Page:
Fall 2015 Syllabi



by Kim Salinas -
Number of replies: 0

DMS-104 Introduction to Sonographic Instrumentation

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Kim Salinas Ed. M., RDMS, RVT
Office: JW 226
Phone: (W) (517) 796-8535
E-mail: salinaskimberls@jccmi.edu
Skype: raulandkim

OFFICE HOURS: Monday 7am-1pm by appointment via Skype, or campus office. The best way to contact me is via Kim's Virtual Office forum within the course. I also will use my Virtual Office forum to contact you (be sure to subscribe to that forum). Other alternatives are e-mail. Meetings will take place via Skype, or my campus office. Please provide the course and section you are in when contacting me via email, but I will likely have you post in my Virtual Office forum in the course.

COURSE DESCRIPTION: Students will learn the history and basic principles of static and real-time ultrasound machines. The instrumentation of A-mode and its conversion into the real time B-mode scanners will be explored. Laboratory assignments reinforce learning activities.

Pre-requisites for this course are MAT-131, and ENG 085

TEXTBOOK: Miele, F., Ultrasound Physics & Instrumentation 5th Edition, Pegasus Lectures, Inc., Texas 2013 ISBN: 978-0-9885825-0-7

SUGGESTED ADDITIONAL TEXTS: Edelman, S.K., Understanding Ultrasound Physics , 4th Edition, ESP, Inc., Canada

Kremkau,S., Diagnostic Ultrasound Principles and Instruments

Zagzebski, J.A., Essentials of Ultrasound Physics

Hedrick, W.R., Hykes, D.L., Starchman, D.E., Ultrasound Physics and Instrumentation.

JC Associate Degree Outcomes (AD0's): The Board of Trustees of Jackson College has determined that all JC graduates should develop or enhance certain essential skills while enrolled in the college. These ADO's are listed below:

ADO 3 Demonstrate computational skills and mathematical reasoning.

Course Objectives: Students who successfully complete the Introduction to Sonographic Instrumentation course will be proficient in Demonstrating computational skills using positive and negative numbers, fractions, and decimals, ratio and percents.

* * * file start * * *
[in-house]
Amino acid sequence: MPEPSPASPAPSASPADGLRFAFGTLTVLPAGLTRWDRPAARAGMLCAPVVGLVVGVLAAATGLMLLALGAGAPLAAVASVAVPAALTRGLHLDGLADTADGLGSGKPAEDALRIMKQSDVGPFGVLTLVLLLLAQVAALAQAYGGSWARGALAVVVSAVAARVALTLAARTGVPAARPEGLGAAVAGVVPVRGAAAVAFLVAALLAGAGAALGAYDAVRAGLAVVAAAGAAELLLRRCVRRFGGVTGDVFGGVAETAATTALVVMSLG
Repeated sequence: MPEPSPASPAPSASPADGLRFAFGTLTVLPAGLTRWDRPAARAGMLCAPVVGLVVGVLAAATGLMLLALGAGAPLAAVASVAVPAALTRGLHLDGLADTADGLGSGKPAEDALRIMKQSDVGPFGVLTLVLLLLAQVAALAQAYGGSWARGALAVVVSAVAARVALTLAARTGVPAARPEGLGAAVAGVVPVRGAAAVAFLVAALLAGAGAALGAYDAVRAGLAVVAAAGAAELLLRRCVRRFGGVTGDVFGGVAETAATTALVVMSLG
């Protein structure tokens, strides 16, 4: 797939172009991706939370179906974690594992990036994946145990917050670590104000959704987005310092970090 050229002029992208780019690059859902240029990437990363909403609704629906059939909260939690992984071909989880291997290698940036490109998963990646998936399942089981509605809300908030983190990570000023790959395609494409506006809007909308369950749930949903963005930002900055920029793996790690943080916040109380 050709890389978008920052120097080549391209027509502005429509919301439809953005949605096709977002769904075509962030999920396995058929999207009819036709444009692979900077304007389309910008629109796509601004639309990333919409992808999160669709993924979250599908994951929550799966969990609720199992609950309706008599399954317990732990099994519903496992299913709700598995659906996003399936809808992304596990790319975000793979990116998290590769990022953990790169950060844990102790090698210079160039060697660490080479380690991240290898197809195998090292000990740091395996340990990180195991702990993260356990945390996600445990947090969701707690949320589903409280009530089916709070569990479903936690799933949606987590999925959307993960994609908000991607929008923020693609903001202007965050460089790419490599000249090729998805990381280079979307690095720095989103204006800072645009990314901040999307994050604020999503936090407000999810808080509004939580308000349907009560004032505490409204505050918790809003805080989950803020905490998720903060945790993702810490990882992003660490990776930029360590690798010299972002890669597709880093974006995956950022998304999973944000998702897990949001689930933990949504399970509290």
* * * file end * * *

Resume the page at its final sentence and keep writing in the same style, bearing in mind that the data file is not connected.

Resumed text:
Students who successfully complete the Introduction to Sonographic Instrumentation course will be proficient in understanding exponents and metrics as it applies to the fundamentals of applied ultrasound physics.

Students who successfully complete the Introduction to Sonographic Instrumentation course will be proficient in understanding the implication of applied ultrasound mathematics to medical imaging.

Center for Student Success: Tutors (plus additional services for academic success) can be accessed by calling 517-796-8415 or by stopping by the Center for Student Success, Bert Walker Hall. Students requiring special assistance (including those affected by the Americans with Disabilities Act) should contact the Center for Student Success. This is the first step in acquiring the appropriate accommodations to facilitate your learning.

Students with disabilities who believe that they may need accommodations in this class are encouraged to contact the office of Learning Support Services at 787-0800, extension 8270/8553 as soon as possible to ensure that such accommodations are implemented in a timely fashion.


ALL ASSIGNMENTS ARE DUE ON SUNDAYS AT 10 PM ET. ONLY LABS 1-8 ARE TO BE SUBMITTED FOR GRADING. TESTS MUST BE COMPLETED BY DEADLINE OR A ZERO GRADE WILL RESULT (NO EXCEPTIONS!). All other exercises are for your benefit. Additional items can be found in the Helpful Websites resource.

Week 1 Orientation & Mathematics Level 1
Orientation (conversion, formula sheet, etc.)
Read Pages: p.1-6, 497-524
Post intro discussion